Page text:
Our collection of hats and beanies tend to make their appearance when the temperatures drop, and not just because they keep our heads warm. Cooler months are often synonymous with parched, flaky strands, and while covering them up with chic winter accessories may be a temporary solution, something more sustainable is necessary. Below, find the perfect DIY hair oils to revive dry hair. Best part? They're quick, easy, and you won't need to melt anything on the stove or pull out your mixer.
While these natural oil mixtures would work year-round, their ingredients makes them wintertime must-haves. Keep on reading for a full breakdown on how to create these at home with a few tips from two experts.
Coconut Oil and Lemongrass
Suneel Chilukuri, MD, FAAD, FACMS, founder and director of Refresh Dermatology, recommends a coconut oil and lemongrass combination. "The coconut oil is rich in vitamin E and omega-3 fatty acids to hydrate hair. [While] lemongrass essential oil is an anti-inflammatory agent that can help with scalp scaling that is usually found along with dry hair." Before trying this dynamic duo, Chilukuri, says less is more. "The key is to not apply too much oil. Typically a tablespoon to two tablespoons will be enough to fully treat a person’s hair."
- 1/2 cup of coconut oil
- 3-5 drops of lemongrass essential oil
- In a glass or plastic bowl that has a lid, combine the two ingredients, put the lid on, and stir (or shake).
- Transfer to a smaller container.
How to Use:
- This DIY hair oil works best when applied to damp or dry hair.
- Use just a tablespoon when your hair needs it.
Coconut, Jojoba, Avocado, Olive, Rosemary, and Sage
- 1/4 cup of coconut oil
- 3 Tbsp of extra-virgin olive oil
- 1/4 cup of jojoba oil
- 3 Tbsp of avocado oil
- 3-5 drops of rosemary essential oil
- 5 drops of sage oil
- 3-5 drops of fragrance oil of your choice*
- Yield: four ounces
*While a fragrance oil isn't necessary, this mixture doesn't have a distinct aroma on its own. Your favorite scented essential oil adds a personal touch to your blend, and gives you the chance to control how you want your hair to smell.
- If your coconut oil is solidified, place the jar in a bowl of hot (not boiling) water until the oil softens.
- In a glass or plastic bowl that has a lid, combine all ingredients, put the lid on, and give it a few good shakes.
- Transfer to smaller container or emptied pump bottle.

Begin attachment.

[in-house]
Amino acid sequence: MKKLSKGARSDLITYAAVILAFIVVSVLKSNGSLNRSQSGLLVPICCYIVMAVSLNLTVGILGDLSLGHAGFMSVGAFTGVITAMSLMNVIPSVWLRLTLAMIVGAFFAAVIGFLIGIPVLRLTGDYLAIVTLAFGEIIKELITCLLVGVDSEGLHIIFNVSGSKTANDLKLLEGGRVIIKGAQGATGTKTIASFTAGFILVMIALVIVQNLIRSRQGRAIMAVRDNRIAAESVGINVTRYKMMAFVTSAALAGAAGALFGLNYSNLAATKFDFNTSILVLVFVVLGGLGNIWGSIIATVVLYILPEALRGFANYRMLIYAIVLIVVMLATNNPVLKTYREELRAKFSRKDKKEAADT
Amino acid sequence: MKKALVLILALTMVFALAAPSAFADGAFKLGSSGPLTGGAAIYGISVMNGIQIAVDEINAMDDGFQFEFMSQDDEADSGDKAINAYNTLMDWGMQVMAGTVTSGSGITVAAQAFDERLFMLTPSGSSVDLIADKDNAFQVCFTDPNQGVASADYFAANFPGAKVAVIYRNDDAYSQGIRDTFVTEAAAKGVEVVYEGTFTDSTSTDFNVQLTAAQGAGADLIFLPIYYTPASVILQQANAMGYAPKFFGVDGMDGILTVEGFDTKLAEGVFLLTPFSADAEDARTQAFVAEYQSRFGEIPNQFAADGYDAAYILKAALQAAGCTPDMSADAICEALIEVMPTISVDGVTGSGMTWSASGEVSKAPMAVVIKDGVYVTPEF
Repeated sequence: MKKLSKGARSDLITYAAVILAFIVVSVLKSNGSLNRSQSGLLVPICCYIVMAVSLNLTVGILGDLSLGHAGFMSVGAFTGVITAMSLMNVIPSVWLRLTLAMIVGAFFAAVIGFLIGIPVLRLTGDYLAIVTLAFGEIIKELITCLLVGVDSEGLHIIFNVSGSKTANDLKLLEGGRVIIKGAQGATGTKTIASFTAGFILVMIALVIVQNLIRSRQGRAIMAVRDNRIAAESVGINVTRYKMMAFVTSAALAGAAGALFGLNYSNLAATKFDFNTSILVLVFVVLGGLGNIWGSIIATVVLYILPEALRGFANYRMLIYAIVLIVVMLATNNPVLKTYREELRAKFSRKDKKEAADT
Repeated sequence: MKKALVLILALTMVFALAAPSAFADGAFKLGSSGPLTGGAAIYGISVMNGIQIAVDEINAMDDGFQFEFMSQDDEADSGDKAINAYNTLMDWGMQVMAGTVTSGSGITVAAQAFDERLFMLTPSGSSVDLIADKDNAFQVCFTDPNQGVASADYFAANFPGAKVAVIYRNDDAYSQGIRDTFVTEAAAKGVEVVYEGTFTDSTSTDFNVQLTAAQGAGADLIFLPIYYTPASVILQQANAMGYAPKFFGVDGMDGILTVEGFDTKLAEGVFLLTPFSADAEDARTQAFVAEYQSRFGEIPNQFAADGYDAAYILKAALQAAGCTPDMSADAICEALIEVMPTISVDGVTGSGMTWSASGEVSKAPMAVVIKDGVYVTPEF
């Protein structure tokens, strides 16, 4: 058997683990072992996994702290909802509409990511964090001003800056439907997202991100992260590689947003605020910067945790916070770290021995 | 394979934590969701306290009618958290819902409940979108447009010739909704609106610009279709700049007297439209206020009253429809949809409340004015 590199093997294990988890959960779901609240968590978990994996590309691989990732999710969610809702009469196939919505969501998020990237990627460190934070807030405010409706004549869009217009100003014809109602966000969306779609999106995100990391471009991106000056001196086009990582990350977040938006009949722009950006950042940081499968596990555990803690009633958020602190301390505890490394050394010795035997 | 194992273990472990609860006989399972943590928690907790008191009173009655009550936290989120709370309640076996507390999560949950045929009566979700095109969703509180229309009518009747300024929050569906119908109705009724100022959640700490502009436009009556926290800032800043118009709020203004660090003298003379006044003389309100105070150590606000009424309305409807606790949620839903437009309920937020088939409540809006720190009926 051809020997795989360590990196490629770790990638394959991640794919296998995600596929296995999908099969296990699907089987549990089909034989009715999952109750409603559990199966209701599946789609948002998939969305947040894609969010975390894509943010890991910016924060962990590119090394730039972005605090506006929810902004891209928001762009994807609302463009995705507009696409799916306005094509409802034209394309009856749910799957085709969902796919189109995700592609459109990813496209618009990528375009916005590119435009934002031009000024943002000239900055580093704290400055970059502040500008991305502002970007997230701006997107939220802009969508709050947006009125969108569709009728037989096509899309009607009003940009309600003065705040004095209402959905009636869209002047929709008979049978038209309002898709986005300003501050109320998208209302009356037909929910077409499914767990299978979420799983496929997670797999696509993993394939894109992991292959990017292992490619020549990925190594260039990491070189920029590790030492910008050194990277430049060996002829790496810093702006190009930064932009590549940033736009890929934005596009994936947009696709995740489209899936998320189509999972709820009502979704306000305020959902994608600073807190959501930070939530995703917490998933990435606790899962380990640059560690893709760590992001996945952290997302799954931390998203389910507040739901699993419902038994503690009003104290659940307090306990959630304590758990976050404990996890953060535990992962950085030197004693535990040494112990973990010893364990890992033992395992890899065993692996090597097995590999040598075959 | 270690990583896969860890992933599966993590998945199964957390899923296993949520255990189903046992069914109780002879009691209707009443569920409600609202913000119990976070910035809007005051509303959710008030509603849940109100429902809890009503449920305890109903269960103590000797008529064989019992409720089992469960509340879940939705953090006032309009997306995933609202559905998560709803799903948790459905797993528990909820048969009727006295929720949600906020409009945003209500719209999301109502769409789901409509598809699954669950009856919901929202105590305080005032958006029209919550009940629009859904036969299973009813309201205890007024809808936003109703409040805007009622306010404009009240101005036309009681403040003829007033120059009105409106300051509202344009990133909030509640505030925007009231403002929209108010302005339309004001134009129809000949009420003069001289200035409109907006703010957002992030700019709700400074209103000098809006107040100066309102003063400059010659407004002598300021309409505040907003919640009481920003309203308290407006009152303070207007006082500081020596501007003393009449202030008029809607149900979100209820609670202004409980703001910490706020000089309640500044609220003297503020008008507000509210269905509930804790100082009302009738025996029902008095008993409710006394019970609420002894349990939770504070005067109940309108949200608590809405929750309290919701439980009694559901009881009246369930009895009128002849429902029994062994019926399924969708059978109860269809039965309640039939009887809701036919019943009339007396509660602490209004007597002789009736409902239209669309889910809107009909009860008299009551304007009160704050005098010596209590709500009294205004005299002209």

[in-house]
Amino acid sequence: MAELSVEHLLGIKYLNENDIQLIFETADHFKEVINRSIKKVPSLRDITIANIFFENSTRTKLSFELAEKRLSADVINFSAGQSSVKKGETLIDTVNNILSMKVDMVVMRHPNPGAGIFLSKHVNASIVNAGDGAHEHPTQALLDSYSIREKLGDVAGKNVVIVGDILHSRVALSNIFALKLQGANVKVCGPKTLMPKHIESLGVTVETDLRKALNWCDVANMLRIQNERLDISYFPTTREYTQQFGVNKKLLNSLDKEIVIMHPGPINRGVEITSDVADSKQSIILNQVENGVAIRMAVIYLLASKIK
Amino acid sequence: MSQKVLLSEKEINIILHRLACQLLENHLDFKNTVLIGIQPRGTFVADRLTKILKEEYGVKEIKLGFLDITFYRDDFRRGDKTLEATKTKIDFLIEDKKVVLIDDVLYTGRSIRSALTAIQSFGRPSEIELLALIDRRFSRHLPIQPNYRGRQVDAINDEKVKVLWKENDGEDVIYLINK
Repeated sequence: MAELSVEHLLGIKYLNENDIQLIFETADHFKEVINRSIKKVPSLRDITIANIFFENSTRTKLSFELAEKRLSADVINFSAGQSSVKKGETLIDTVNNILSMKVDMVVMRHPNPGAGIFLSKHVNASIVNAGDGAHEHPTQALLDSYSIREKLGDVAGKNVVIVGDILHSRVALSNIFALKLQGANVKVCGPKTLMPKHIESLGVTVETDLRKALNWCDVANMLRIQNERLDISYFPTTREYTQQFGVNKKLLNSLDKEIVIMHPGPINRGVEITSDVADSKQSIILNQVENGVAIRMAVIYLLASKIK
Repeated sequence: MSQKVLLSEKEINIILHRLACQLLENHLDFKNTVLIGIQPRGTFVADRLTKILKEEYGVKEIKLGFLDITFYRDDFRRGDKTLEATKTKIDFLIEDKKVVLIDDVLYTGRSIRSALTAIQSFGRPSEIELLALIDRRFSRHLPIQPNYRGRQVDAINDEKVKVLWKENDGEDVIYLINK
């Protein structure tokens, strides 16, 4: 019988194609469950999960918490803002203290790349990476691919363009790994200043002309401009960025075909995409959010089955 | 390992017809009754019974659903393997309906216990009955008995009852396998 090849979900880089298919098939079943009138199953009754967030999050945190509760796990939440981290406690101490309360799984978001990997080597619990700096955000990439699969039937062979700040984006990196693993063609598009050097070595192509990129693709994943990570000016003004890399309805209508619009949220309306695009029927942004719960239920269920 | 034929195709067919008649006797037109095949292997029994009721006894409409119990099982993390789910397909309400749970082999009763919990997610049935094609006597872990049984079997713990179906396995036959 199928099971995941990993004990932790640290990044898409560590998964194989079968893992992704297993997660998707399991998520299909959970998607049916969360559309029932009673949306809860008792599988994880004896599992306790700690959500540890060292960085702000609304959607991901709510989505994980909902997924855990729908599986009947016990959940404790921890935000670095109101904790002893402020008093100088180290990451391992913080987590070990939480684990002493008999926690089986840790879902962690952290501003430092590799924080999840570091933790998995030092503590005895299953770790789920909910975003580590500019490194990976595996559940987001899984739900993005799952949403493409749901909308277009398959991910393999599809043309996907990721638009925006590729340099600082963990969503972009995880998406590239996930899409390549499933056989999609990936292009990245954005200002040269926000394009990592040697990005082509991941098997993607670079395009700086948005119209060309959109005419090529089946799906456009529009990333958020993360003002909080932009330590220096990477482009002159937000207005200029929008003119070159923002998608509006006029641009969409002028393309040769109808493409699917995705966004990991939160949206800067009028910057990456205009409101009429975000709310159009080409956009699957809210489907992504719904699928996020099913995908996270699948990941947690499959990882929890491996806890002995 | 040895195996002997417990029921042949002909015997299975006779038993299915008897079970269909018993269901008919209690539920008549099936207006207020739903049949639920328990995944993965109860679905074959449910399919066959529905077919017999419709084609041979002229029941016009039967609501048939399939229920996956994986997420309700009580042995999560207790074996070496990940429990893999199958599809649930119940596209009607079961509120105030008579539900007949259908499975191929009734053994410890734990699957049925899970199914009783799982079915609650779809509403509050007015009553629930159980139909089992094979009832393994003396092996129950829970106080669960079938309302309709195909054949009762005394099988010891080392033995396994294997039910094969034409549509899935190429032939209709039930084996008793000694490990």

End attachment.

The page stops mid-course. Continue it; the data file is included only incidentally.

How to Use:
- This DIY hair oil works best when applied to damp hair. It's a suitable choice for the LOC method.
- If you straighten your hair, a pea- to dime-sized amount applied to the ends of dry hair will add sheen and softness. But, as it is an oil, be mindful of not applying too much to avoid weighing down relaxed, pressed, or fine hair.
- Depending on your hair type, apply once a week up to once a day.
Peppermint and Tea Tree Oil
"As a trichologist, I do not recommend the use of tea tree in conditioners or treatments," says James. As an alternative, she recommends peppermint oil. "Peppermint oil is a really good stimulant and can be soothing on the scalp. Pine oil is another oil I use on the scalp due to its anti-fungal properties, and it's a natural disinfectant. Both help heal the scalp when its inflamed, or [has] a lot of buildup, like seborrheic dermatitis. The recipe below calls for tea tree oil, but trying pine oil comes expert recommended.
- 1/2 cup carrier oil (coconut, sweet almond, or jojoba work great)
- 10 drops peppermint essential oil
- 5 drops tea tree essential oil
- If your carrier oil is solidified or too thick for your preference, place in a bowl of hot water (remember not boiling).
- Apply droplets of both peppermint oil and tea tree oil into the carrier oil and mix together.
- Allow the mixture to cool off if it's too warm.
- Use a dropper or spray tube for application.
Using a carrier oil is extremely important as pure essential oils should never be applied directly onto the skin. Tea tree oil, in particular, should always be diluted.
- How to Use:
- This oil blend is made to be used directly on the scalp.
- Apply when hair is damp or dry and massage into the scalp for a few seconds.
- If certain areas of the scalp are drier than others, apply a little extra.
- Use two to three times a week as you experience dryness.
Castor and Jojoba Oil
- 1/2 cup castor oil
- 1/2 cup jojoba oil
- Mix equal parts of castor oil and jojoba oil and place into a glass bottle.
- Use a dropper to apply a few drops on your scalp and gently massage in.
- Apply on damp or dry hair.
- Use two to four times a week, depending on your hair type.
- How to Use:
- Because castor oil is thick in consistency, it should be mixed equally with a carrier oil to help it thin out. Jojoba oil is preferred here for treating dryness and breakage.
- Apply on damp or dry hair and directly onto the scalp or on split ends.
- Use at least twice a week.
For all of these oil blends, we recommend reusing emptied bottles or purchasing a glass bottle for your blend. Not only is this more eco-friendly than plastic, but amber or cobalt blue bottles are better for storage—the deep color helps prevent oxidation if the product isn't refrigerated and also doesn't hold onto any odors.